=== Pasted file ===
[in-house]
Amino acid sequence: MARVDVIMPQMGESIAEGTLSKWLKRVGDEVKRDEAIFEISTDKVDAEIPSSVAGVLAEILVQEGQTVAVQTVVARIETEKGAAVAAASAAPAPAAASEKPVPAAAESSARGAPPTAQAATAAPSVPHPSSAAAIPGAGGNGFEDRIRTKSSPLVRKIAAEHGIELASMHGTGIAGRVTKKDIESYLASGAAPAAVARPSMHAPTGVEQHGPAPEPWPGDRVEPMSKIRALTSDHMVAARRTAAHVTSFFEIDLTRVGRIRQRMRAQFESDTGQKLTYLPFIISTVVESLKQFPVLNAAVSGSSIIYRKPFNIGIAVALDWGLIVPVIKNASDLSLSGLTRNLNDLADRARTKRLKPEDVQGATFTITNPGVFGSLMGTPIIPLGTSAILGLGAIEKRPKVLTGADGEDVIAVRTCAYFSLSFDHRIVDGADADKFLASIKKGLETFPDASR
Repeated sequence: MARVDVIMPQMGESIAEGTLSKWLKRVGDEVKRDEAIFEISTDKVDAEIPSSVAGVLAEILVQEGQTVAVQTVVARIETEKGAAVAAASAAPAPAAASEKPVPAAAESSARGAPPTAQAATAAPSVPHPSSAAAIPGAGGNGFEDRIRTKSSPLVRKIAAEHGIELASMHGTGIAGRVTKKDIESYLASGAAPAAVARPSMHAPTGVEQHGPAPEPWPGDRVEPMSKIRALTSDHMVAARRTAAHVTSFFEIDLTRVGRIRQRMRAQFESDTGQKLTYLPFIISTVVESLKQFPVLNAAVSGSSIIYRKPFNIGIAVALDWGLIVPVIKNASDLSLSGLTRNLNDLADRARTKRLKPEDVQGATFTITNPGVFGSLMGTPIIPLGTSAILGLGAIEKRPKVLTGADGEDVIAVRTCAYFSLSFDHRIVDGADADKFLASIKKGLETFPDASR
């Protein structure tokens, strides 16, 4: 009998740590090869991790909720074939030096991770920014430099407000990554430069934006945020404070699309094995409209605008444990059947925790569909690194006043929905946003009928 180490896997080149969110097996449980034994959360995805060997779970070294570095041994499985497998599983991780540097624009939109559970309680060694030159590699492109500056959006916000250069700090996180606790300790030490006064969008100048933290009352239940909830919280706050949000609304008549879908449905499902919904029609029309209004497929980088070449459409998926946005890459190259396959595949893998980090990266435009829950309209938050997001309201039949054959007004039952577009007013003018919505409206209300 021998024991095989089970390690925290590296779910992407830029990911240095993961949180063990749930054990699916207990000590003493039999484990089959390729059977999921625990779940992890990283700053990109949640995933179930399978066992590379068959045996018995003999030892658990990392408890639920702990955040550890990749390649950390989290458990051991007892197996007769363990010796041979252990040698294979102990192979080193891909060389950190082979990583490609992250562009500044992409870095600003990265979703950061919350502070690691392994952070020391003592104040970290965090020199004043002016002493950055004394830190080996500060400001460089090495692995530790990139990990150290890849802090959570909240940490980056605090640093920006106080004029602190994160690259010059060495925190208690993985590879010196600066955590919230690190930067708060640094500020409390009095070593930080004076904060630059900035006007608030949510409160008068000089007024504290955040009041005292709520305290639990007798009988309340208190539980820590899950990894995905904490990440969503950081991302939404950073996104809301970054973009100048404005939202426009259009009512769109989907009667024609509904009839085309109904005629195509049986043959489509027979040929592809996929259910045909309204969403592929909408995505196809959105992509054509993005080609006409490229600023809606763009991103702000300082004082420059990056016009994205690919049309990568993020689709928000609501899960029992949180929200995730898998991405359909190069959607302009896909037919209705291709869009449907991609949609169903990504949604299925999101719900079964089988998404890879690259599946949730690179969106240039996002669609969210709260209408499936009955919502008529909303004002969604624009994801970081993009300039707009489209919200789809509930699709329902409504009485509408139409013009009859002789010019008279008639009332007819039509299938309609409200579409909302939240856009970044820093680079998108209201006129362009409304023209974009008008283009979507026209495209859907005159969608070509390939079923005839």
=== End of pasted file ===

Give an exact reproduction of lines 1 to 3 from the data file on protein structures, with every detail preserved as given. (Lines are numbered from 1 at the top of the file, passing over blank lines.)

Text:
[in-house]
Amino acid sequence: MARVDVIMPQMGESIAEGTLSKWLKRVGDEVKRDEAIFEISTDKVDAEIPSSVAGVLAEILVQEGQTVAVQTVVARIETEKGAAVAAASAAPAPAAASEKPVPAAAESSARGAPPTAQAATAAPSVPHPSSAAAIPGAGGNGFEDRIRTKSSPLVRKIAAEHGIELASMHGTGIAGRVTKKDIESYLASGAAPAAVARPSMHAPTGVEQHGPAPEPWPGDRVEPMSKIRALTSDHMVAARRTAAHVTSFFEIDLTRVGRIRQRMRAQFESDTGQKLTYLPFIISTVVESLKQFPVLNAAVSGSSIIYRKPFNIGIAVALDWGLIVPVIKNASDLSLSGLTRNLNDLADRARTKRLKPEDVQGATFTITNPGVFGSLMGTPIIPLGTSAILGLGAIEKRPKVLTGADGEDVIAVRTCAYFSLSFDHRIVDGADADKFLASIKKGLETFPDASR
Repeated sequence: MARVDVIMPQMGESIAEGTLSKWLKRVGDEVKRDEAIFEISTDKVDAEIPSSVAGVLAEILVQEGQTVAVQTVVARIETEKGAAVAAASAAPAPAAASEKPVPAAAESSARGAPPTAQAATAAPSVPHPSSAAAIPGAGGNGFEDRIRTKSSPLVRKIAAEHGIELASMHGTGIAGRVTKKDIESYLASGAAPAAVARPSMHAPTGVEQHGPAPEPWPGDRVEPMSKIRALTSDHMVAARRTAAHVTSFFEIDLTRVGRIRQRMRAQFESDTGQKLTYLPFIISTVVESLKQFPVLNAAVSGSSIIYRKPFNIGIAVALDWGLIVPVIKNASDLSLSGLTRNLNDLADRARTKRLKPEDVQGATFTITNPGVFGSLMGTPIIPLGTSAILGLGAIEKRPKVLTGADGEDVIAVRTCAYFSLSFDHRIVDGADADKFLASIKKGLETFPDASR